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[ The PC Guide | Systems and Components Reference Guide | Hard Disk Drives | Hard Disk Performance, Quality and Reliability | Hard Disk Performance | Hard Disk Performance Specifications | Positioning Performance Specifications ]
The hard disk platters are spinning around at high speed, and the spin speed is not synchronized to the process that moves the read/write heads to the correct cylinder on a random access on the hard disk. Therefore, at the time that the heads arrive at the correct cylinder, the actual sector that is needed may be anywhere. After the actuator assembly has completed its seek to the correct track, the drive must wait for the correct sector to come around to where the read/write heads are located. This time is called latency. Latency is directly related to the spindle speed of the drive and such is influenced solely by the drive's spindle characteristics. This operation page discussing spindle speeds also contains information relevant to latency.
Conceptually, latency is rather simple to understand; it is also easy to calculate. The faster the disk is spinning, the quicker the correct sector will rotate under the heads, and the lower latency will be. Sometimes the sector will be at just the right spot when the seek is completed, and the latency for that access will be close to zero. Sometimes the needed sector will have just passed the head and in this "worst case", a full rotation will be needed before the sector can be read. On average, latency will be half the time it takes for a full rotation of the disk. This table shows the latency for the most common hard disk spindle speeds:
The "average" value is almost always the one provided as a specification for the drive; sometimes the "worst case" number is also mentioned. Sometimes latency is not even mentioned specifically at all, but it can always be calculated using this formula:
Which factors down to this much simpler formula:
The result is a value in milliseconds.
In looking at the table above, notice that the first increases in spindle speed yielded the greatest percentage improvements in performance. As speeds continue to increase, there are diminishing returns for the extra RPMs. Going from 5,400 RPM to 7,200 RPM shaved 1.4 milliseconds off the average latency, but going from 7,200 to 10,000 (which is a bigger jump in both absolute and percentage terms) only reduces it 1.2 milliseconds. At some point companies will likely "max out" on spindle speeds because there won't be any point in increasing further, especially considering the problems that are created when speeds are increased. The 12,000 speed introduced by the Hitachi Pegasus, while very fast, never really caught on as an industry standard. It looks like 15,000 RPM will be the next standard spindle speed for top-of-the-line SCSI drives. It has yet to be seen what price will be paid for jumping to such a high spindle speed; the improvement in latency over standard 10,000 RPM drives is "only" 1.0 milliseconds.As with seek time, figures in milliseconds are big numbers when dealing with computer system performance, but to shave another 1.0 ms off latency from 15,000 RPM would require going to 30,000 RPM, which would be a very significant engineering challenge probably not justified by shaving 1.0 ms off the total access time for the drive.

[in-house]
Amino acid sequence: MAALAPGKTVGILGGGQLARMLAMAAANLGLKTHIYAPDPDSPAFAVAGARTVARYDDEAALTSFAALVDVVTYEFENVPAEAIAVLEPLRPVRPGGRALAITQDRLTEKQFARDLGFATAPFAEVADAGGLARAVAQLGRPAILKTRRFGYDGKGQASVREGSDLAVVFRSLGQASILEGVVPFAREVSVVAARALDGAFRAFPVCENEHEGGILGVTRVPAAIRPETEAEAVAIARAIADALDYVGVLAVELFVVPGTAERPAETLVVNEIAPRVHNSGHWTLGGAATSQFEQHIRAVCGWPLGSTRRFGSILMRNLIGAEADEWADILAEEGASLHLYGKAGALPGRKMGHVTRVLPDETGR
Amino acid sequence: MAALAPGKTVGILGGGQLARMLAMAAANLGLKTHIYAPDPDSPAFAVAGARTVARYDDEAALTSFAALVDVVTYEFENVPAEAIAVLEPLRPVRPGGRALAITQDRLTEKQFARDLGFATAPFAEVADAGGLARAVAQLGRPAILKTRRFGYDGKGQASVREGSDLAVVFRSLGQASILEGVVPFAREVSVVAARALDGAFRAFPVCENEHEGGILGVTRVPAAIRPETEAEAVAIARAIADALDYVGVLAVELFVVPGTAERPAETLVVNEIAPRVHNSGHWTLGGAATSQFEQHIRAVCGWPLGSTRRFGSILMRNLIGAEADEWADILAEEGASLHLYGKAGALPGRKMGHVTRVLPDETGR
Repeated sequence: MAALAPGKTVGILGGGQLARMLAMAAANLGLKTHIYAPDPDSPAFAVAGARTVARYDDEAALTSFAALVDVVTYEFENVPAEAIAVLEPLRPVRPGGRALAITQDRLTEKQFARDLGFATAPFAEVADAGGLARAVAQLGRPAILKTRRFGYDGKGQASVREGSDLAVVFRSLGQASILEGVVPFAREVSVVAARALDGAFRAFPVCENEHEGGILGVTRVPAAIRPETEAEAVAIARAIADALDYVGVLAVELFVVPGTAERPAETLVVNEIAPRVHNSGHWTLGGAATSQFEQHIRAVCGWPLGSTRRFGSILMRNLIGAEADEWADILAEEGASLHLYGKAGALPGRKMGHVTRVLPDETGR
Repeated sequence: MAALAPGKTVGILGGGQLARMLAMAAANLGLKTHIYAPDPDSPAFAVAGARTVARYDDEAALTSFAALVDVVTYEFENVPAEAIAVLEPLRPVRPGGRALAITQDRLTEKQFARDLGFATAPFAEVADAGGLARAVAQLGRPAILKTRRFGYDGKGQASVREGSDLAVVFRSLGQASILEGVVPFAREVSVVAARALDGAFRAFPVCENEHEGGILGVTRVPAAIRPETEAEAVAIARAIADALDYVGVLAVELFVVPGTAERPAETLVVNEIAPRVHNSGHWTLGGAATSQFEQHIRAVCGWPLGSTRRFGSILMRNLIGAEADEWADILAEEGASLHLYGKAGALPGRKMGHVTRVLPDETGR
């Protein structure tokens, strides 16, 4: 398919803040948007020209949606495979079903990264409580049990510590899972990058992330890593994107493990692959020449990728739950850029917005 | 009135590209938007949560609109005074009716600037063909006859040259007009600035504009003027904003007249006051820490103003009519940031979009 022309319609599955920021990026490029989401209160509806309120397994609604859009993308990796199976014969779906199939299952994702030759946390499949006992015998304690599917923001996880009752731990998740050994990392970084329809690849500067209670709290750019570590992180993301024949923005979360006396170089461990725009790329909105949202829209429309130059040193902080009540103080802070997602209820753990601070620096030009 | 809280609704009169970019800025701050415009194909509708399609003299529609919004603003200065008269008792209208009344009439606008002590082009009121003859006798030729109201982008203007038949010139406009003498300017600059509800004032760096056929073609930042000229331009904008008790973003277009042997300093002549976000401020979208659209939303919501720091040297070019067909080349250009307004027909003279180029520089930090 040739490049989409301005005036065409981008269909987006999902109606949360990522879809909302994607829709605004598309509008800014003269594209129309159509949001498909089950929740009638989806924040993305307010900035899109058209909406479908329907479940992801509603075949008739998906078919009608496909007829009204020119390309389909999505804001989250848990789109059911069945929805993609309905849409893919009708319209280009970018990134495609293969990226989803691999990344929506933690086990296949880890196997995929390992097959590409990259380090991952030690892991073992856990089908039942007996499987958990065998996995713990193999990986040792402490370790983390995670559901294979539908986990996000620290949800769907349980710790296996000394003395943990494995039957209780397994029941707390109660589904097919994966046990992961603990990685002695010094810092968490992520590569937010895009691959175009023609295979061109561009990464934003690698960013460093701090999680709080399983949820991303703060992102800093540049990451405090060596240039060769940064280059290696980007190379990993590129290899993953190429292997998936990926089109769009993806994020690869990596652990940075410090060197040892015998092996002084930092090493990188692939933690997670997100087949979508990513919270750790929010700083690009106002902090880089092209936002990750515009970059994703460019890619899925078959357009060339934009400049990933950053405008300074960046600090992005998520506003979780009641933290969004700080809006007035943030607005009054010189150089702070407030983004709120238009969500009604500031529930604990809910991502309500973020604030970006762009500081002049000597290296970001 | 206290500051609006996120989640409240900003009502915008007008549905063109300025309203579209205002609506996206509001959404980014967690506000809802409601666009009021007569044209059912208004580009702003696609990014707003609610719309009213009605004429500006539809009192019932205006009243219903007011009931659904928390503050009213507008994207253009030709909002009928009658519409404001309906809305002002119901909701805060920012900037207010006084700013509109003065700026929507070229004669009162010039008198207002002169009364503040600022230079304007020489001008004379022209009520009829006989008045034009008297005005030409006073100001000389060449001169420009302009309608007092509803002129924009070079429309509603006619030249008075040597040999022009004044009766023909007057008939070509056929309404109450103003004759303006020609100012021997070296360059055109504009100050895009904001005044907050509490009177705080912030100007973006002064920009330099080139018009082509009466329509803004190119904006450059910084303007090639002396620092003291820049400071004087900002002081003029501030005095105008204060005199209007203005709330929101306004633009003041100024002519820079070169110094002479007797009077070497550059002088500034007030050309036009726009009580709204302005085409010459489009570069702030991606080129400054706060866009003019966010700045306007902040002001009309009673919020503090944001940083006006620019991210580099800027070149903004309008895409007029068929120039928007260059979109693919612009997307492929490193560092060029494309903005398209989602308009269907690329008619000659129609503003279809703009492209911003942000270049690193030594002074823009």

Again, as with seek times, latency is most relevant only to certain types of accesses. For multiple, frequent reads of random sectors on the disk, it is an important performance-limiting factor. For reading large continuous blocks of data, latency is a relatively minor factor because it will only happen while waiting to read the first sector of a file. The use of cylinder and head skewing on modern drives is intentionally designed to reduce latency considerations when switching between consecutive heads or cylinders on long sequential reads or writes.
Next: Access Time